During the 2013 Montana Legislative session, a Flathead County Republican state senator, Bruce Tutvedt, led a small but significant number of like-minded Republican legislators over to Gov. Steve Bullock and his big-spending Democrats. By so doing, Tutvedt and his liberal fence-jumpers robbed the Montana electorate of the “Republican” legislative majority they voted for.
Between legislative sessions the good senator has been busy: He started a political action committee that spent over $80,000 attacking conservative Republican office-holders and candidates for public office across the state, including some in Flathead County like Sen. Mark Blasdel. In an apparent “dark money" scheme with a liberal PAC in Helena, “Montana BASE,” he tried to cover his significant personal financial involvement in these attacks on Republicans; he accepted $22,000 from the local Confederated Salish and Kootenai tribal council to lobby for the passage of Bullock’s water and water rights giveaway to the tribes in Northwest Montana known as the “Water Compact,” even though we are told the compact has yet to be finalized; and we now find that Tutvedt has been approaching liberal Republican legislators to encourage them to “caucus” with the Democrats in 2015, abandoning any pretense of representing their “Republican” constituents.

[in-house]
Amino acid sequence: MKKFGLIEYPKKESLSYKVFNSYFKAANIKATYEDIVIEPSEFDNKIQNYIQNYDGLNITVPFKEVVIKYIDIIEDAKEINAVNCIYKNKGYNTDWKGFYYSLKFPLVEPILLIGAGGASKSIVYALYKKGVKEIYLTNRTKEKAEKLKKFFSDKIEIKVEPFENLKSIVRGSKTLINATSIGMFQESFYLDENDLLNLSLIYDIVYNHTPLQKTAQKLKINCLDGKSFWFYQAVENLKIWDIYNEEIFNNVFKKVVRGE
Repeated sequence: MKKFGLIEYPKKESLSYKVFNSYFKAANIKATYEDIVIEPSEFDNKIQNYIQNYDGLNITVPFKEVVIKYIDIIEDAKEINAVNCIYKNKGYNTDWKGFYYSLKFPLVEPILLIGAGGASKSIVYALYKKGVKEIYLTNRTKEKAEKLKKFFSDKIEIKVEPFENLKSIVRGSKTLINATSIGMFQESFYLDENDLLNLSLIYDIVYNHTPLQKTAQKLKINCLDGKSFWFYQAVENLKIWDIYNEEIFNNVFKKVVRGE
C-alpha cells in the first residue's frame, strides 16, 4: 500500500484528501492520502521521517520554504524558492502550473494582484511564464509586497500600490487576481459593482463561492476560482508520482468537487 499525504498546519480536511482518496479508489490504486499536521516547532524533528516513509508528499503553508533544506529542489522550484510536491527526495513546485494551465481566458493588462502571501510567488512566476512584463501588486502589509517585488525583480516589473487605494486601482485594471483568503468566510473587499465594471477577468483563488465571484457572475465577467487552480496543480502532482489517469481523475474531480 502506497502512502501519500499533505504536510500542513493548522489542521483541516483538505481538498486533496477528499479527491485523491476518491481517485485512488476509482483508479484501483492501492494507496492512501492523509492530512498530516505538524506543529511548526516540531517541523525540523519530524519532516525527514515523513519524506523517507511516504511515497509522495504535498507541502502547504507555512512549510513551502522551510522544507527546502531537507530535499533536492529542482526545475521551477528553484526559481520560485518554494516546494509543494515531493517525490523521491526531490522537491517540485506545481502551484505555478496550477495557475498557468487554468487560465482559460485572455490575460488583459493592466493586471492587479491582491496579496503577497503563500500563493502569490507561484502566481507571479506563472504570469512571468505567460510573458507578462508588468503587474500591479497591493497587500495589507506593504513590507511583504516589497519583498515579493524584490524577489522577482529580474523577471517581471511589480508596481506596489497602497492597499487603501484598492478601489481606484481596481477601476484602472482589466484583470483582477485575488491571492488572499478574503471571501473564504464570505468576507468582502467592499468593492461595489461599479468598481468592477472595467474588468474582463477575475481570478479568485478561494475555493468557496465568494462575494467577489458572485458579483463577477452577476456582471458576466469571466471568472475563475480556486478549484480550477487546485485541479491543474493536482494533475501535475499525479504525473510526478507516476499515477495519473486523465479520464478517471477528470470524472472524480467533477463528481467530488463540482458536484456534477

Upset at Tutvedt’s obvious loyalty to Bullock and his Democrat Party at the expense of Montana Republicans, the Flathead County Republican Party recently took the extraordinary measure of censuring the senator. The censure went so far as to ask the Montana state Senate leadership to deny any Republican leadership position to Tutvedt during the 2015 legislative session.
So how did the Senate Republican leadership respond? Tutvedt explained: “they failed, because I’m chair of taxation.” Yes, as incredulous as it sounds, the senator will be the next “Republican” chairman of the powerful state Senate Finance Committee.
This leaves a question that begs an answer: Under the umbrella of the Republican Party, will it still be possible for those of us who believe in the once traditional conservative values of life, liberty and property, fiscal responsibility and constitutionally limited government, to enjoy political representation that will stand for those values, or in the future, need we look elsewhere? I suspect the 2015 Montana legislative session is about to answer that question.